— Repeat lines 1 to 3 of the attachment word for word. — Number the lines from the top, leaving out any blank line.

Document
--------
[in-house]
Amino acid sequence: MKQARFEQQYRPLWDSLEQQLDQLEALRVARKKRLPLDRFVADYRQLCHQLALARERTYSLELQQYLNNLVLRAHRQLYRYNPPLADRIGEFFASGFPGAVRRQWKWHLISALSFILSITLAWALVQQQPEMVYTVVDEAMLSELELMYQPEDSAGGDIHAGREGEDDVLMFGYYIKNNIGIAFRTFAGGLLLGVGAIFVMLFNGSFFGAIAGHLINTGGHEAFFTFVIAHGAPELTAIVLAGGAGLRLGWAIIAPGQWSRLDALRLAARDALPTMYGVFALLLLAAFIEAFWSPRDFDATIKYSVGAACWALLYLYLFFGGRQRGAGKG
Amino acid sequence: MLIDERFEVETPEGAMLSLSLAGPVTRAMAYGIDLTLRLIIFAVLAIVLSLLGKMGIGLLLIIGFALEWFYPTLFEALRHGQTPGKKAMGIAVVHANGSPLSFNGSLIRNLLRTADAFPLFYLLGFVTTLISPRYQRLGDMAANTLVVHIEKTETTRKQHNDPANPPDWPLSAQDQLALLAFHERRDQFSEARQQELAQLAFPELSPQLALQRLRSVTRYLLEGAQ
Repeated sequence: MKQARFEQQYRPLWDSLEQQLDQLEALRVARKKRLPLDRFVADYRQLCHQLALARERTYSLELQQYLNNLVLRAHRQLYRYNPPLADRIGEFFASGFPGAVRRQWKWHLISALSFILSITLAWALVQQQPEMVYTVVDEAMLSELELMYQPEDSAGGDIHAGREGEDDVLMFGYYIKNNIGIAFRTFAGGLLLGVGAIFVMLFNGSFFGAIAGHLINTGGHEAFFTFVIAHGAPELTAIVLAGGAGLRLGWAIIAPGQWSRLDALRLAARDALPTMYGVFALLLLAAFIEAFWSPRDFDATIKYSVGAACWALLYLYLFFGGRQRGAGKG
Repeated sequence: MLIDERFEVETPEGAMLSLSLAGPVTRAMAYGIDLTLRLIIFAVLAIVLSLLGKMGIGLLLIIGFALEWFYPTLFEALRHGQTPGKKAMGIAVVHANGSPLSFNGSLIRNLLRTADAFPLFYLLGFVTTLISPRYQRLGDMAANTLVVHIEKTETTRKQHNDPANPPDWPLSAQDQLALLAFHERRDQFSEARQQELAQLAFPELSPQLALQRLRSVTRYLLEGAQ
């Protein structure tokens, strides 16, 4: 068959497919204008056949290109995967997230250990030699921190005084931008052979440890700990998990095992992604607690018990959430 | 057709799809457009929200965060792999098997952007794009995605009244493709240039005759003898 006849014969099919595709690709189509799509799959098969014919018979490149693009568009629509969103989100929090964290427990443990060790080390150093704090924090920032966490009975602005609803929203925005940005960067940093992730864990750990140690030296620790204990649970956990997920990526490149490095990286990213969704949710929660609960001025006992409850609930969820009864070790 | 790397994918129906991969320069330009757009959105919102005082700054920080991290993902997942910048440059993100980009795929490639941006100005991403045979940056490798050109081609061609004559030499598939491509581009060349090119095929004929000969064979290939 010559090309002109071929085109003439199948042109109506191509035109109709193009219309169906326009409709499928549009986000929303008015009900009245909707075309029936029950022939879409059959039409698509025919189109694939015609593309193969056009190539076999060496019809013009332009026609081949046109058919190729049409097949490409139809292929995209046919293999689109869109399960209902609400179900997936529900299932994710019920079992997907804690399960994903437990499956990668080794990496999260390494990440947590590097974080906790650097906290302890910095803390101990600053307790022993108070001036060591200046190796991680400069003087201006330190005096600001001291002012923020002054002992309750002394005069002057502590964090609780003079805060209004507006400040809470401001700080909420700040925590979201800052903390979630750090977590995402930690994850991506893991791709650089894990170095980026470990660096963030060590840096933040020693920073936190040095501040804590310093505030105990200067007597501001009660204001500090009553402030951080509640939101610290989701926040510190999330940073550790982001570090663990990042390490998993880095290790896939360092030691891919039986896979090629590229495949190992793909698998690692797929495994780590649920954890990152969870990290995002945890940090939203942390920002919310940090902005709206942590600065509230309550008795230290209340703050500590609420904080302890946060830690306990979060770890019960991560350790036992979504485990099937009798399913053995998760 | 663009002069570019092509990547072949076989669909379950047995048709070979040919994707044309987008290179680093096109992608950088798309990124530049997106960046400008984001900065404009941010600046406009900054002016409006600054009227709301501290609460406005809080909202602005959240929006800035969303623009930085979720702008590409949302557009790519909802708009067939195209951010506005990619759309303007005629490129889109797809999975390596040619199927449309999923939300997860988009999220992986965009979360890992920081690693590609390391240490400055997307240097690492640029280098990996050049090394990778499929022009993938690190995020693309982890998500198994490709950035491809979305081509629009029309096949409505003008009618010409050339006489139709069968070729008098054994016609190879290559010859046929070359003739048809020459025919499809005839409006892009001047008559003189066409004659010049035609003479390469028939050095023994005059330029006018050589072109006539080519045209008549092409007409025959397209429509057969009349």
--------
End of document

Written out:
[in-house]
Amino acid sequence: MKQARFEQQYRPLWDSLEQQLDQLEALRVARKKRLPLDRFVADYRQLCHQLALARERTYSLELQQYLNNLVLRAHRQLYRYNPPLADRIGEFFASGFPGAVRRQWKWHLISALSFILSITLAWALVQQQPEMVYTVVDEAMLSELELMYQPEDSAGGDIHAGREGEDDVLMFGYYIKNNIGIAFRTFAGGLLLGVGAIFVMLFNGSFFGAIAGHLINTGGHEAFFTFVIAHGAPELTAIVLAGGAGLRLGWAIIAPGQWSRLDALRLAARDALPTMYGVFALLLLAAFIEAFWSPRDFDATIKYSVGAACWALLYLYLFFGGRQRGAGKG
Amino acid sequence: MLIDERFEVETPEGAMLSLSLAGPVTRAMAYGIDLTLRLIIFAVLAIVLSLLGKMGIGLLLIIGFALEWFYPTLFEALRHGQTPGKKAMGIAVVHANGSPLSFNGSLIRNLLRTADAFPLFYLLGFVTTLISPRYQRLGDMAANTLVVHIEKTETTRKQHNDPANPPDWPLSAQDQLALLAFHERRDQFSEARQQELAQLAFPELSPQLALQRLRSVTRYLLEGAQ